Of promoters and fighters
Of promoters and fighters
Saturday, August 2, 2014
THE other day, I attended a press conference hosted by ALA Promotions for its first ever Pinoy Pride card in Dubai scheduled this Sept. 5.
Headlining the card is Genesis Servania, who will be going up against Jose Cabrera of Mexico. Also on the card will be Arthur Villanueva facing off against Nicaraguan Henry Maldonado, and Rey Bautista, who is on the comeback trail, penciled to fight against Jose Martinez.It occurred to me how fortunate these fighters are, especially Bautista, who has been given several chances, to have an avuncular promoter like ALA promotions.
Founded by Antonio L. Aldeguer, ALA Promotions is now being headed by son Michael, but we all know his legacy of nurturing fighters and treating them like family defines ALA Promotions’ relationship with its fighters.
SUCCESS. Inevitably, a fighter’s success is as much as his promoter’s and their fates are inexorably intertwined.
Together a talented fighter and a well-connected promoter can be an unbeatable tandem.
A fighter can gain as much fame and money, not only as his talent will allow, but as far as his promoter can take him.
A case in point is the tandem of Oscar de la Hoya and Bob Arum.
THE GOLDEN BOY. Oscar was the complete package. A gold medal winner at the Barcelona Olympics, he had the looks, the talent and the huge Hispanic crown behind him.
He was a promoter’s dream and Arum’s dreams came true when Oscar turned pro under the Top Rank banner.
It was a perfect marriage–Oscar had the skill set and the image, and Arum had the guile and the gravitas to promote his fighter. The result was a win-win equation for both.
Oscar won several world titles in six weight divisions and became the face of the sport after Mike Tyson retired.
Arum got the recognition and of course, he had the cash cow tethered to a legal, binding promotional contract.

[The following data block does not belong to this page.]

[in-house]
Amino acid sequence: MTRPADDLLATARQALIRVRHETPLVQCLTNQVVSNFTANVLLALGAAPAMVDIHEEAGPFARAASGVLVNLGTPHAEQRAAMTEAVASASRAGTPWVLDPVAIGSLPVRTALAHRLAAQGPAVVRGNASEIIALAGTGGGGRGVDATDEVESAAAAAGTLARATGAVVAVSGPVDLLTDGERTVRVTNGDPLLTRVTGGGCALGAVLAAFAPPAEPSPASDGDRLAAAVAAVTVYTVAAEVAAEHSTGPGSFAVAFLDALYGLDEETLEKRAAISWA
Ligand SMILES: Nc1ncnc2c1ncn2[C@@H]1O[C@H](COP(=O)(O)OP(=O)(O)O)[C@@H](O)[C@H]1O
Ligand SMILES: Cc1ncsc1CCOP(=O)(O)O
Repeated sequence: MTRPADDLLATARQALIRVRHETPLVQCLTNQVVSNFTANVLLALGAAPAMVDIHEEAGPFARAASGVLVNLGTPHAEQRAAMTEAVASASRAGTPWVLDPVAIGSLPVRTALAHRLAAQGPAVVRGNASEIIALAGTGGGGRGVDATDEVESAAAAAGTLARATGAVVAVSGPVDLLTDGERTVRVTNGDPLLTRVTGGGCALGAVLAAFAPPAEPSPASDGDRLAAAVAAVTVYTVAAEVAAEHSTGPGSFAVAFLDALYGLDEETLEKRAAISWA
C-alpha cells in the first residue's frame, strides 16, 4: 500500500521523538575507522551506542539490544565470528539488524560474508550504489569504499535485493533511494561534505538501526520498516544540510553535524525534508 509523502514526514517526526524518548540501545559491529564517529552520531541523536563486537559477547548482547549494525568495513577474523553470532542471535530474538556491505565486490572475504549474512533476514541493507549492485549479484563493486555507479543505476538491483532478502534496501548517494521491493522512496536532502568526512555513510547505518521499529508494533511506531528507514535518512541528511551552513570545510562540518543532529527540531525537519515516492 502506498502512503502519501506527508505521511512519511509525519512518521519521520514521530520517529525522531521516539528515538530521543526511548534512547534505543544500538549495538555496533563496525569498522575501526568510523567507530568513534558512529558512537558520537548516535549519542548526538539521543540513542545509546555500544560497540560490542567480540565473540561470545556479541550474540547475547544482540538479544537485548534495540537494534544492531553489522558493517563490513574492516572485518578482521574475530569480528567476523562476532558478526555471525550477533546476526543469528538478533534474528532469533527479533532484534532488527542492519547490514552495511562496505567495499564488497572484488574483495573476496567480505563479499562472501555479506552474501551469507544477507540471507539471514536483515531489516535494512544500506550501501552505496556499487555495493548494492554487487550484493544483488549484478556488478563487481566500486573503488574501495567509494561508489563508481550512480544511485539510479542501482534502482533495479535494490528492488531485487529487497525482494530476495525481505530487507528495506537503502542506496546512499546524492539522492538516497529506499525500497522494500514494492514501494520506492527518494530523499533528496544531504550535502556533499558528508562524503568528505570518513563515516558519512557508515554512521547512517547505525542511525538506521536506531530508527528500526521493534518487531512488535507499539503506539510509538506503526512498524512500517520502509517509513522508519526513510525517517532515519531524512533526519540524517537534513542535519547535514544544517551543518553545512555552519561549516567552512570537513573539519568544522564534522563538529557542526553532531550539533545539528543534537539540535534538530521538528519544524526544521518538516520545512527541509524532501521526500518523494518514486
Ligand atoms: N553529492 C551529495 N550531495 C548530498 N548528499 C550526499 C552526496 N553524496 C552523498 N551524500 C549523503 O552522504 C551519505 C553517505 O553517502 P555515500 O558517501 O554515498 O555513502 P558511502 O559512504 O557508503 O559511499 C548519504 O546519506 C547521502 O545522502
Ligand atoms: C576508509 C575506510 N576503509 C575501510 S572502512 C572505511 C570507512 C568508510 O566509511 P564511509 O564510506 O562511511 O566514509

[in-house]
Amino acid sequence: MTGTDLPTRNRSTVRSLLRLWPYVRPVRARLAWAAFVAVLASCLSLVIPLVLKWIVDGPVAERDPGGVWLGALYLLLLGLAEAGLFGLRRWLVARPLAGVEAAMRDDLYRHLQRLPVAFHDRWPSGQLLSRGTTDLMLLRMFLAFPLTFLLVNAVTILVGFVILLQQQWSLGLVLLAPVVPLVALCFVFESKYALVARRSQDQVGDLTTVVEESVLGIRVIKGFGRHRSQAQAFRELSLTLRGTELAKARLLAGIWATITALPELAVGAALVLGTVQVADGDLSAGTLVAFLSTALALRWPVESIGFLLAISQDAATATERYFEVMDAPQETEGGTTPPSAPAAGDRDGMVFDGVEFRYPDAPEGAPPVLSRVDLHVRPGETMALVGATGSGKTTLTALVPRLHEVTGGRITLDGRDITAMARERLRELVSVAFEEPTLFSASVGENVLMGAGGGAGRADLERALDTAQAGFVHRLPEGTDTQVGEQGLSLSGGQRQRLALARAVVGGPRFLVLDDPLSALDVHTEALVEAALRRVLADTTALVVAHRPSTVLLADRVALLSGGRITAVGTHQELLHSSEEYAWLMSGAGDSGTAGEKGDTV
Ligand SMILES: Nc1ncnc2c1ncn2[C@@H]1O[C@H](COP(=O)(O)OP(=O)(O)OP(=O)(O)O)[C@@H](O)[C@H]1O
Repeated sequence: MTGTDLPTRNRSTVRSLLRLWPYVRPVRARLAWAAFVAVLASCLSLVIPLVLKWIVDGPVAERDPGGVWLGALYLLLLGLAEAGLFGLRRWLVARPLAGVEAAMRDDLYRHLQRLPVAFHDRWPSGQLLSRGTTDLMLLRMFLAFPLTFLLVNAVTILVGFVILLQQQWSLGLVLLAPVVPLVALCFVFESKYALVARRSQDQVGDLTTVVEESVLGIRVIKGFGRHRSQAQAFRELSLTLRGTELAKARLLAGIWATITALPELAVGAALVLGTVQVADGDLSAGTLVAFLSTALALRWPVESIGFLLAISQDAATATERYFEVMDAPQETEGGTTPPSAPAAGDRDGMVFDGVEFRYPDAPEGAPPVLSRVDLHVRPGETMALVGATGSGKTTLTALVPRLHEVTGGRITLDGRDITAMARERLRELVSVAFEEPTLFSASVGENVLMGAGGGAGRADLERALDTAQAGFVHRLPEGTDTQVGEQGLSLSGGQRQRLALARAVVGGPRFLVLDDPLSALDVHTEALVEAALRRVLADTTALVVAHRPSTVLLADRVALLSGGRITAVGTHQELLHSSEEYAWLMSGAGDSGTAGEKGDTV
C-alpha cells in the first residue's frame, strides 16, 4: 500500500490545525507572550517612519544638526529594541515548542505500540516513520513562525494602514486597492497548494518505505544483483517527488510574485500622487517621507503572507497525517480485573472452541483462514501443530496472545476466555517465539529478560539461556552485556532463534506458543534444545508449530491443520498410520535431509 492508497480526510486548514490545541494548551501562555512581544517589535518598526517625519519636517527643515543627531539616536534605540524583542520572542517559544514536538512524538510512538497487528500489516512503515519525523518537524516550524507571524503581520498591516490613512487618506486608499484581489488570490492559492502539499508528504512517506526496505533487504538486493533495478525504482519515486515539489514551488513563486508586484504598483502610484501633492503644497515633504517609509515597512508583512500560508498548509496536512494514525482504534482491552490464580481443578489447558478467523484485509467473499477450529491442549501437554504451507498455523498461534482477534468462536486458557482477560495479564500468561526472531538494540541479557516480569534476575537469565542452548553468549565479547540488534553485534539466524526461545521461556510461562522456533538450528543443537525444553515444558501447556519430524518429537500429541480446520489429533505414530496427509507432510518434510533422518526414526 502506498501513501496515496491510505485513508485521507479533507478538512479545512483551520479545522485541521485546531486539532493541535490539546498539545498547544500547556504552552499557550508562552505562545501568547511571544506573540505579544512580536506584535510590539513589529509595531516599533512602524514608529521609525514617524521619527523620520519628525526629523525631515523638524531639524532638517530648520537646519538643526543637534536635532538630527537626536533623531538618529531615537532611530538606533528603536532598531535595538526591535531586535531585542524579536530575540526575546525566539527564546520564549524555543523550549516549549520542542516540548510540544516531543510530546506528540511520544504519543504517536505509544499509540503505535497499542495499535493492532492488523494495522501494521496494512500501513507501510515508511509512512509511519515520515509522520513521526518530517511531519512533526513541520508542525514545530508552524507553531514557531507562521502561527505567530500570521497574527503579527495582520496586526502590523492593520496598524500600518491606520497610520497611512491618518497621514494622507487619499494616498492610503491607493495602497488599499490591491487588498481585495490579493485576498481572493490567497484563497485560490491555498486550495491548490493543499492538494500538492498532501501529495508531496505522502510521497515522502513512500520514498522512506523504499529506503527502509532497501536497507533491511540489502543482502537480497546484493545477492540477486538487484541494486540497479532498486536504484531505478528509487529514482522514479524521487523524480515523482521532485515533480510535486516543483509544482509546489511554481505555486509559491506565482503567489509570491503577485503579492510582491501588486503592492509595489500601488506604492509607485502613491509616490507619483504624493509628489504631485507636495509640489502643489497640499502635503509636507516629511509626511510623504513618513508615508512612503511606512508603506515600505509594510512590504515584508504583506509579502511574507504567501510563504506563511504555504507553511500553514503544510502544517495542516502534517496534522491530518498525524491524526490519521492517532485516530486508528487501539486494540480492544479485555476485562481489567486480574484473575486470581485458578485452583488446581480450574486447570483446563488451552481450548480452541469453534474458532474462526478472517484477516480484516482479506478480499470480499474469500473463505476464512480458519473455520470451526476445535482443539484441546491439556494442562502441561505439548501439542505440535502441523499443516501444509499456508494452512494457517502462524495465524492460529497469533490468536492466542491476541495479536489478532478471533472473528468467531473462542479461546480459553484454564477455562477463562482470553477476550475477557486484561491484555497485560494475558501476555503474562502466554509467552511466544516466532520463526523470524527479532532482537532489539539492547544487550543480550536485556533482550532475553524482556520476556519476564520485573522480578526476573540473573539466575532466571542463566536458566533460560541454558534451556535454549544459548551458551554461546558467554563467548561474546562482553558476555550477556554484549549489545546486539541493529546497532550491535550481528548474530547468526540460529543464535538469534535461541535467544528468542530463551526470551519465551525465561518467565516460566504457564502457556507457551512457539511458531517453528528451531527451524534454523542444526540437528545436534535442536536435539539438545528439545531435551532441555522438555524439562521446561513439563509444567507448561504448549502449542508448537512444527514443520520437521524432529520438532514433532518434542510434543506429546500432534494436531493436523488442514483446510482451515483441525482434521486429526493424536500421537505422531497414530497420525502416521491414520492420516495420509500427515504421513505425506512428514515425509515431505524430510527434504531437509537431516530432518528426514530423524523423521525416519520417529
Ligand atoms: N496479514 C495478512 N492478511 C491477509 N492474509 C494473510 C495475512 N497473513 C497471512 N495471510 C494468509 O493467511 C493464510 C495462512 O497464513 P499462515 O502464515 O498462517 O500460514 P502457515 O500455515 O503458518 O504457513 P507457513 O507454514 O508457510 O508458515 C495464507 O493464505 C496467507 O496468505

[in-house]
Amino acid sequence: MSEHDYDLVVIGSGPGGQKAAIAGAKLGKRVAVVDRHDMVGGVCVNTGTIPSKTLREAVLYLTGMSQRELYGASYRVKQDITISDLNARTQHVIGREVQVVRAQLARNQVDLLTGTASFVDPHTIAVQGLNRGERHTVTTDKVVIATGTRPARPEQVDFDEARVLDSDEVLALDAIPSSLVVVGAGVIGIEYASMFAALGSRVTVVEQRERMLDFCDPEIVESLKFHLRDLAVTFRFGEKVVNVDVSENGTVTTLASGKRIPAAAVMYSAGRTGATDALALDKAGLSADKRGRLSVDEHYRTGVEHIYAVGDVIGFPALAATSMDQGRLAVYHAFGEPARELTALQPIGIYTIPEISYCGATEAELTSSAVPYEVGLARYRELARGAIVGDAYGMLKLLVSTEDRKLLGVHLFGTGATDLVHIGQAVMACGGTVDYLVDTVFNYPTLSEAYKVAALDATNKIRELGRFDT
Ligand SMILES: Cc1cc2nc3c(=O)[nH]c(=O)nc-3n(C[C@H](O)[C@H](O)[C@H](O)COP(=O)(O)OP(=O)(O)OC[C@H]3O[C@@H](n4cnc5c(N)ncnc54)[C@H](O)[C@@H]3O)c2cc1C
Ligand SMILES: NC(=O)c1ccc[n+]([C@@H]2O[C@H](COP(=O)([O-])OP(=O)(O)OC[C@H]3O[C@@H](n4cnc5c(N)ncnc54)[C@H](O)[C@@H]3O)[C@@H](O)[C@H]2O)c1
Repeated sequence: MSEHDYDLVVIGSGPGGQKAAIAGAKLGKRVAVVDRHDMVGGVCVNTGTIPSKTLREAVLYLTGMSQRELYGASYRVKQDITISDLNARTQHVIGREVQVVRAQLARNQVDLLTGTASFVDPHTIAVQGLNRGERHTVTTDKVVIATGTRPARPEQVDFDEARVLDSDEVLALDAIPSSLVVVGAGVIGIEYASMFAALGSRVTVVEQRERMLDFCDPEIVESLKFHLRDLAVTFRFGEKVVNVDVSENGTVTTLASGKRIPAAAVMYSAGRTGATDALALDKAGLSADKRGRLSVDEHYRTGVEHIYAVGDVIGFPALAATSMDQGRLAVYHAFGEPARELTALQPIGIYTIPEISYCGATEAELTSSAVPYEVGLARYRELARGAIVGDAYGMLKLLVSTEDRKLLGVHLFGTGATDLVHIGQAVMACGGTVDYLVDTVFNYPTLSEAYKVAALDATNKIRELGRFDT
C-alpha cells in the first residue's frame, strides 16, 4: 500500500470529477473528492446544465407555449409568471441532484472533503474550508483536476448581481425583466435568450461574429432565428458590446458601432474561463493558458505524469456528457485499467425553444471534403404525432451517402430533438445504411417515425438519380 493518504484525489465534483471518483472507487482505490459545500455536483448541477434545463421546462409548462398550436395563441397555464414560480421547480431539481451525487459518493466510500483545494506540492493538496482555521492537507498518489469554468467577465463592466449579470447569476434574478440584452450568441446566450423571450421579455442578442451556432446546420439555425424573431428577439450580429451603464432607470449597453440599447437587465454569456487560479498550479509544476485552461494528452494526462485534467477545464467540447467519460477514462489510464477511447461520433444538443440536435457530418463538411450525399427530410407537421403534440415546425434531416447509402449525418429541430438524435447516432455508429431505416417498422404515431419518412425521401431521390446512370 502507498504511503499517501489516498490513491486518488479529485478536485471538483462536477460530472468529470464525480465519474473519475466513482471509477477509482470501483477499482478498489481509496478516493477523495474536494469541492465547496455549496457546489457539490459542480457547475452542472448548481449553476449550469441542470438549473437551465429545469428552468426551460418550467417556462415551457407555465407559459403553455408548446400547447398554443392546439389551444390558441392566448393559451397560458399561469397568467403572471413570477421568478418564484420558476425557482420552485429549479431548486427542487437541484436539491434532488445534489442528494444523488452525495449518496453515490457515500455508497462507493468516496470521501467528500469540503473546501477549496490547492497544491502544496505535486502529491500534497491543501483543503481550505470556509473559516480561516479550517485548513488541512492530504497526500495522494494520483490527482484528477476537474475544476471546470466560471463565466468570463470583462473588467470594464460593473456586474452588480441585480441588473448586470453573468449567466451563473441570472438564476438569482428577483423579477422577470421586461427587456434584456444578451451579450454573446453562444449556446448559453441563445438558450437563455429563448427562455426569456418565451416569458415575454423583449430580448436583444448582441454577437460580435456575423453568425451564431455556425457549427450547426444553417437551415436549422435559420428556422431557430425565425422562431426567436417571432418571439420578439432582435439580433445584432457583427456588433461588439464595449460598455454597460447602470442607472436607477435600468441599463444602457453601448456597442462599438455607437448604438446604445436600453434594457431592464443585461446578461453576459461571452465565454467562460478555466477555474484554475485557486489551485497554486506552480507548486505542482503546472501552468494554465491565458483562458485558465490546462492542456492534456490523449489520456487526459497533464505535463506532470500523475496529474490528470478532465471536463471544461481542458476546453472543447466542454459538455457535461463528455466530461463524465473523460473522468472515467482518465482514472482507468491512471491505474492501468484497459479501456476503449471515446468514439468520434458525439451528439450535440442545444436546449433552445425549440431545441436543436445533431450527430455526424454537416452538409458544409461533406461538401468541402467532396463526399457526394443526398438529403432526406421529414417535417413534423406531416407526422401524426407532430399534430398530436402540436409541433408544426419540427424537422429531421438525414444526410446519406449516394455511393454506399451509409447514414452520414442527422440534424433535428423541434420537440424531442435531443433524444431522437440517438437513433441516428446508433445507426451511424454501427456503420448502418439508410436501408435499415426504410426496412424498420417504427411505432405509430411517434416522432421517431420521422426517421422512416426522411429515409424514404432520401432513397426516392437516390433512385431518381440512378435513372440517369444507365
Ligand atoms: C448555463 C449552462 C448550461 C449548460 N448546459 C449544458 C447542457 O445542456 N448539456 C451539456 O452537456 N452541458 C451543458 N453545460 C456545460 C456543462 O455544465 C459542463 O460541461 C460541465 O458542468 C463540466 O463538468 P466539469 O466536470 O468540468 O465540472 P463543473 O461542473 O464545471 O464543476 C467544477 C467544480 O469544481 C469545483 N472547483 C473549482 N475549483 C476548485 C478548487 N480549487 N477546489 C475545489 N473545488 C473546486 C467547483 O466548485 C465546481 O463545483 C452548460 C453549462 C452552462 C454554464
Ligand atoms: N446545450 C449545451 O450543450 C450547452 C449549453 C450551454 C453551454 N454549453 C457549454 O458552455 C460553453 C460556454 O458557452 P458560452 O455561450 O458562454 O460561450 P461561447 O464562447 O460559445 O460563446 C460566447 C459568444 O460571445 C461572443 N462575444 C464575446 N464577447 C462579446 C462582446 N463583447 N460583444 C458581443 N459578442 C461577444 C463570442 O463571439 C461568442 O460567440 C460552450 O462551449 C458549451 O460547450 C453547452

However, things turned sour when Oscar started his own promotional company, and Arum openly criticized Oscar when he was knocked out by Bernard Hopkins in 2004.
Oscar would go on to recruit fellow fighters like Bernard Hopkins and Marco Antonio Barrera and mark the arrival of Golden Boy Promotions as a major force in the sport.
EXHIBIT B. Manny Pacquiao is also another prime example of how a promoter can make or unmake a fighter’s career.
Early on, Arum brought Pacquiao to the zenith of the sport, demonstrating impeccable timing in pairing him off against the best fighters of his generation. Of course, Manny did the hard part and he did it spectacularly well.
But the way things are turning out now, Manny’s career appears to be experiencing a flame-out, which couldn’t have come at a worse time when his powers inside the ring appear to have waned.
After all he has achieved, Manny doesn’t need to fight a Chris Algieri and has nothing to prove in defeating an unknown commodity.
The pay-per-view numbers in his last Macau fight against Brandon Rios didn’t exactly break any records and it’s extremely doubtful they will improve against a nondescript fighter like Algieri.
Remember that Arum booked the date and venue before any opponent was named- and so Macau was already a pre-determined, ironclad choice.
I sure hope he knows what he’s doing. With Manny announcing formally his intention to retire in 2016, we can count on only a maximum of four more instances our “Pambansang Kamao” will climb the ring.
Let’s hope those four remaining fights are relevant.
IRON LAWYERS. Good luck to my brother Atty. Ramsey Quijano who will be among the chosen few to participate in today’s Cobra’s Ironman 70.3 as well as to my companeros, Jemil Marquez and John Ungab. Go Iron lawyers!
LAST ROUND. It’s on a good friend, Renault Lao who recently celebrated his birthday. Cheers! (Source) Sunstar